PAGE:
vertebrate

noun
ver·​te·​brate | \ ˈvər-tə-brət How to pronounce vertebrate (audio) , -ˌbrāt How to pronounce vertebrate (audio) \

Definition of vertebrate

 (Entry 1 of 2)

: any of a subphylum (Vertebrata) of chordates that comprises animals (such as mammals, birds, reptiles, amphibians, and fishes) typically having a bony or cartilaginous spinal column which replaces the notochord, a distinct head containing a brain which arises as an enlarged part of the nerve cord, and an internal usually bony skeleton and that includes some primitive forms (such as lampreys) in which the spinal column is absent and the notochord persists throughout life

vertebrate

adjective

Definition of vertebrate (Entry 2 of 2)

1a : having a spinal column
b : of or relating to the vertebrates
2 : organized or constructed in orderly or developed form

Examples of vertebrate in a Sentence

Recent Examples on the Web: Noun The fossilized critter is an amniote—a land-dwelling vertebrate that lays eggs— and has four legs. Rasha Aridi, Smithsonian Magazine, 11 Nov. 2021 The strange, gruesome story of the Greenland shark, the longest-living vertebrate on Earth. The New Yorker, 10 Aug. 2021 The strange, gruesome story of the Greenland shark, the longest-living vertebrate on Earth. The New Yorker, 10 Aug. 2021 The strange, gruesome story of the Greenland shark, the longest-living vertebrate on Earth. The New Yorker, 10 Aug. 2021 The strange, gruesome story of the Greenland shark, the longest-living vertebrate on Earth. Stephen Marche, The New Yorker, 23 July 2021 The strange, gruesome story of the Greenland shark, the longest-living vertebrate on Earth. Stephen Marche, The New Yorker, 23 July 2021 The strange, gruesome story of the Greenland shark, the longest-living vertebrate on Earth. Allison Keeley, The New Yorker, 12 July 2021 The strange, gruesome story of the Greenland shark, the longest-living vertebrate on Earth. Matthew Hutson, The New Yorker, 25 June 2021 Recent Examples on the Web: Adjective Since 2016, the National Institutes of Health has required scientists to incorporate males and females into the design, analysis and reporting of clinical research studies of people and vertebrate animals. al, 16 Nov. 2021 In reality, only one percent of the world's 1,300 bat species feed on vertebrate prey. Kelli Bender, PEOPLE.com, 28 Oct. 2021 He was convicted on Sept. 7 on three counts of torturing and mutilating a vertebrate animal and faced up to two and a half years in jail. Fox 19 Digital Staff, The Enquirer, 15 Sep. 2021 After three weeks of surveying and uncovering more fossilized pieces of the forest, Francek found what appeared to be vertebrate fossils, Chico State Today reports. Elizabeth Gamillo, Smithsonian Magazine, 24 May 2021 Qvarnström, a vertebrate paleontologist at Uppsala University, Sweden didn’t recognize the beetles. Shi En Kim, Smithsonian Magazine, 30 June 2021 The juveniles face misdemeanor charges and violations that include: torture or mutilation of a vertebrate animal, use of artificial light to take deer, hunting without landowner consent and criminal trespassing. From Usa Today Network And Wire Reports, USA TODAY, 19 July 2021 The misdemeanor charges and violations, according to a news release, include: torture or mutilation of a vertebrate animal, use of artificial light to take deer, hunting without landowner consent and criminal trespassing, among others. Elizabeth Depompei, The Indianapolis Star, 17 July 2021 Echinoderms lie just outside the vertebrate family tree and are probably the closest non-bony relatives of animals with backbones. Emily Willingham, Scientific American, 3 Dec. 2020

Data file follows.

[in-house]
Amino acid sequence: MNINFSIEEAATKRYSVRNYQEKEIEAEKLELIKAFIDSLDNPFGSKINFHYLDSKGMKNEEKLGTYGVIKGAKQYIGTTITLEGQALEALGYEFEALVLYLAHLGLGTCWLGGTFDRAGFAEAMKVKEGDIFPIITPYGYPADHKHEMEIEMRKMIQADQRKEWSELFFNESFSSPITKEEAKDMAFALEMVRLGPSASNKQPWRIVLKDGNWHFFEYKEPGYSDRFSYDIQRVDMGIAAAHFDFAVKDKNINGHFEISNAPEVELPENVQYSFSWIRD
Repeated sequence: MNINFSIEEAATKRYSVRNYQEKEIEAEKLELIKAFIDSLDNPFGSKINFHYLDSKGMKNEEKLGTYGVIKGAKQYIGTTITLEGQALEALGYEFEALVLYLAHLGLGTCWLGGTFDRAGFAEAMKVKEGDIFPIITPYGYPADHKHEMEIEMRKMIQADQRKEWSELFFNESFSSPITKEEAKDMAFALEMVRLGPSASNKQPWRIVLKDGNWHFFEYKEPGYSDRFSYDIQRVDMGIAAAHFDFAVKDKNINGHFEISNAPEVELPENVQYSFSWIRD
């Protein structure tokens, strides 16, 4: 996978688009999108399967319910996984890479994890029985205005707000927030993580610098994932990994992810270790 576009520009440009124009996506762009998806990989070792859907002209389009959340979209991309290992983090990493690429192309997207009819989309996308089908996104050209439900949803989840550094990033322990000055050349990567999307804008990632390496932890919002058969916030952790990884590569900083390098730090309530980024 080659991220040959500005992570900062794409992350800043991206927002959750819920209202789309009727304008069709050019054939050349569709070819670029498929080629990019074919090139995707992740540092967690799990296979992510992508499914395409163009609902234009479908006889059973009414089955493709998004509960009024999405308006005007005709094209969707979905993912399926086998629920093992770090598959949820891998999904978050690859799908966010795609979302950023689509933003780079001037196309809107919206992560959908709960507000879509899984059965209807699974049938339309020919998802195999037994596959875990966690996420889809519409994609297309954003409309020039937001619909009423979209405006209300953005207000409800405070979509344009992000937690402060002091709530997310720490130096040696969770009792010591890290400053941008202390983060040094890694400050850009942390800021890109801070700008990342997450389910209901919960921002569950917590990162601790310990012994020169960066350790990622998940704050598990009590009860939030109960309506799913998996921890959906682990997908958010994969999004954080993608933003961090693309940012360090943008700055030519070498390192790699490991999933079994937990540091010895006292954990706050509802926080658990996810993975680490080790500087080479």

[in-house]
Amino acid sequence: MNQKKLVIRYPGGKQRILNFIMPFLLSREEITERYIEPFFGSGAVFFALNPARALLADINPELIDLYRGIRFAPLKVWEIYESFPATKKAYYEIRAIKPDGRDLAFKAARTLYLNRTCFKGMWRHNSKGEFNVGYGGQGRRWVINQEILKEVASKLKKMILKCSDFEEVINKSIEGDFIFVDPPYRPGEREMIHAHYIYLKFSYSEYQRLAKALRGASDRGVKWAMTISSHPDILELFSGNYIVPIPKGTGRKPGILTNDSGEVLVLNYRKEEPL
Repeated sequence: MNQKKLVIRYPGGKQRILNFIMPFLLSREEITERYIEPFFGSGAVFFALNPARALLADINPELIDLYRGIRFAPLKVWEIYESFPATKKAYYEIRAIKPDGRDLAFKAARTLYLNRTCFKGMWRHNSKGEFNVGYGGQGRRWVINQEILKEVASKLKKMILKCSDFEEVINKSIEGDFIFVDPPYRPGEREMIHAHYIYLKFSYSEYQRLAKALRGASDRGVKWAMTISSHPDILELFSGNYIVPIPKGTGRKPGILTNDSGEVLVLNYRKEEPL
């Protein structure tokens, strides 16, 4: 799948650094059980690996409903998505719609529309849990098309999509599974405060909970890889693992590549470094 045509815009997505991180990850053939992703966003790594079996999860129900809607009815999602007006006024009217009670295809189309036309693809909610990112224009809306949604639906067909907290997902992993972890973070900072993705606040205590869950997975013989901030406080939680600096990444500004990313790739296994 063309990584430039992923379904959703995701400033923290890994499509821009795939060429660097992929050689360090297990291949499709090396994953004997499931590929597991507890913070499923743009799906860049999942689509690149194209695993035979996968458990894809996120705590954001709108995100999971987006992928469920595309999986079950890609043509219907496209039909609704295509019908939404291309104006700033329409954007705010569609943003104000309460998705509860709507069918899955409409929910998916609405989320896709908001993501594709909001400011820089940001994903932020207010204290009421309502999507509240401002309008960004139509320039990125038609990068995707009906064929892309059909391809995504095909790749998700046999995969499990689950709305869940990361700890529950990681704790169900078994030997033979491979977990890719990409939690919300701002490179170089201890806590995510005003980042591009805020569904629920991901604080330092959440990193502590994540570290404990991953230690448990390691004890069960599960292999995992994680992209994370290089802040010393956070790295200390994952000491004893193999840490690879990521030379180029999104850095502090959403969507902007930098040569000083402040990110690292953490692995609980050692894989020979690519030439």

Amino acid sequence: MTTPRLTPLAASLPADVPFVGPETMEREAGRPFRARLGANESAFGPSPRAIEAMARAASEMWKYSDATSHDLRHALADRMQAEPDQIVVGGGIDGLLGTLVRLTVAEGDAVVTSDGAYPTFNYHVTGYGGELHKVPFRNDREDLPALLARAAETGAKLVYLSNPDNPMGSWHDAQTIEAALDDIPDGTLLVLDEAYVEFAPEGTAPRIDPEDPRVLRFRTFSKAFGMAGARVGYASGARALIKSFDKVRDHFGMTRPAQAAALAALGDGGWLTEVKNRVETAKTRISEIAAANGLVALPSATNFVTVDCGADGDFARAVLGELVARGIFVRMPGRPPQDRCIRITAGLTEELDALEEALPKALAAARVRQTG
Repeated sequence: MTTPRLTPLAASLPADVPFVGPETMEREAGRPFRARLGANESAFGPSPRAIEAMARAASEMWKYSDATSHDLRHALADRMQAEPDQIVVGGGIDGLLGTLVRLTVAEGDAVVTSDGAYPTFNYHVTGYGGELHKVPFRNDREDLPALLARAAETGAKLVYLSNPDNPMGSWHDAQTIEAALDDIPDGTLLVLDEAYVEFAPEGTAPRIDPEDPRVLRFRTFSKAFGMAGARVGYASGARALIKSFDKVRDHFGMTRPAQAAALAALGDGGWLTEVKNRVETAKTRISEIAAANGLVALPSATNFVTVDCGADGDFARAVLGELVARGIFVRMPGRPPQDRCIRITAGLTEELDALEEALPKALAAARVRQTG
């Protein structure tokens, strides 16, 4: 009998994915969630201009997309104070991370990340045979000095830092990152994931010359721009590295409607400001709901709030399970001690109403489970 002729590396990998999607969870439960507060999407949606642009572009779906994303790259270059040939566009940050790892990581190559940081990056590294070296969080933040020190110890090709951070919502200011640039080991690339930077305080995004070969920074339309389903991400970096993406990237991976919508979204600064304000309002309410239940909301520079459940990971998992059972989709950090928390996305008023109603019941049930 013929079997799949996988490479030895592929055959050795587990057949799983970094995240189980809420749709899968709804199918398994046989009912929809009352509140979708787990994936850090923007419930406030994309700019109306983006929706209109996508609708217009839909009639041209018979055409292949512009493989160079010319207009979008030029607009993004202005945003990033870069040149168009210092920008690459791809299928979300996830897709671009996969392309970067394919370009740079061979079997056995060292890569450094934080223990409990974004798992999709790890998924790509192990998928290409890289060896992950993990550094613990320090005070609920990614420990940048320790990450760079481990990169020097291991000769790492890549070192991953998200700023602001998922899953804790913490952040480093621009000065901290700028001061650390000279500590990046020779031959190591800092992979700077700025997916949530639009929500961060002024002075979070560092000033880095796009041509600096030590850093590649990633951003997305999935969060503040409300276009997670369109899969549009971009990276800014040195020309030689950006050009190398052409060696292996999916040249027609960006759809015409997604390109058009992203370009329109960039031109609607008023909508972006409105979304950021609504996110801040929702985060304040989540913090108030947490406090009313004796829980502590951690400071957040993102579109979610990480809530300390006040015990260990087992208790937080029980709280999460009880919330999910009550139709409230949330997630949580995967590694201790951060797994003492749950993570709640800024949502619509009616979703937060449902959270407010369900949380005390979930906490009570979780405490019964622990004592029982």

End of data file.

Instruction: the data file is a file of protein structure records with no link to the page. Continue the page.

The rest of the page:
These example sentences are selected automatically from various online news sources to reflect current usage of the word 'vertebrate.' Views expressed in the examples do not represent the opinion of Merriam-Webster or its editors. Send us feedback.

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First Known Use of vertebrate

Noun

1826, in the meaning defined above

Adjective

1820, in the meaning defined at sense 1a

History and Etymology for vertebrate

Noun

New Latin Vertebrata, from neuter plural of vertebratus

Adjective

New Latin vertebratus, from Latin, jointed, from vertebra

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Time Traveler for vertebrate

Time Traveler

The first known use of vertebrate was in 1820

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Dictionary Entries Near vertebrate

Vertebraria

vertebrate

vertebrated

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Statistics for vertebrate

Last Updated

25 Nov 2021

Cite this Entry

“Vertebrate.” Merriam-Webster.com Dictionary, Merriam-Webster, https://www.merriam-webster.com/dictionary/vertebrate. Accessed 2 Dec. 2021.

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More Definitions for vertebrate

vertebrate

noun

English Language Learners Definition of vertebrate

: an animal that has a backbone

vertebrate

adjective
ver·​te·​brate | \ ˈvər-tə-brət How to pronounce vertebrate (audio) \

Kids Definition of vertebrate

 (Entry 1 of 2)

: having vertebrae or a backbone Mammals are vertebrate animals.

vertebrate

noun

Kids Definition of vertebrate (Entry 2 of 2)

: an animal (as a fish, amphibian, reptile, bird, or mammal) that has a backbone extending down the back of the body

vertebrate

adjective
ver·​te·​brate | \ ˈvərt-ə-brət How to pronounce vertebrate (audio) , -ˌbrāt How to pronounce vertebrate (audio) \

Medical Definition of vertebrate

 (Entry 1 of 2)

1 : having a spinal column
2 : of or relating to the subphylum Vertebrata

vertebrate

noun

Medical Definition of vertebrate (Entry 2 of 2)

: an animal of the subphylum Vertebrata

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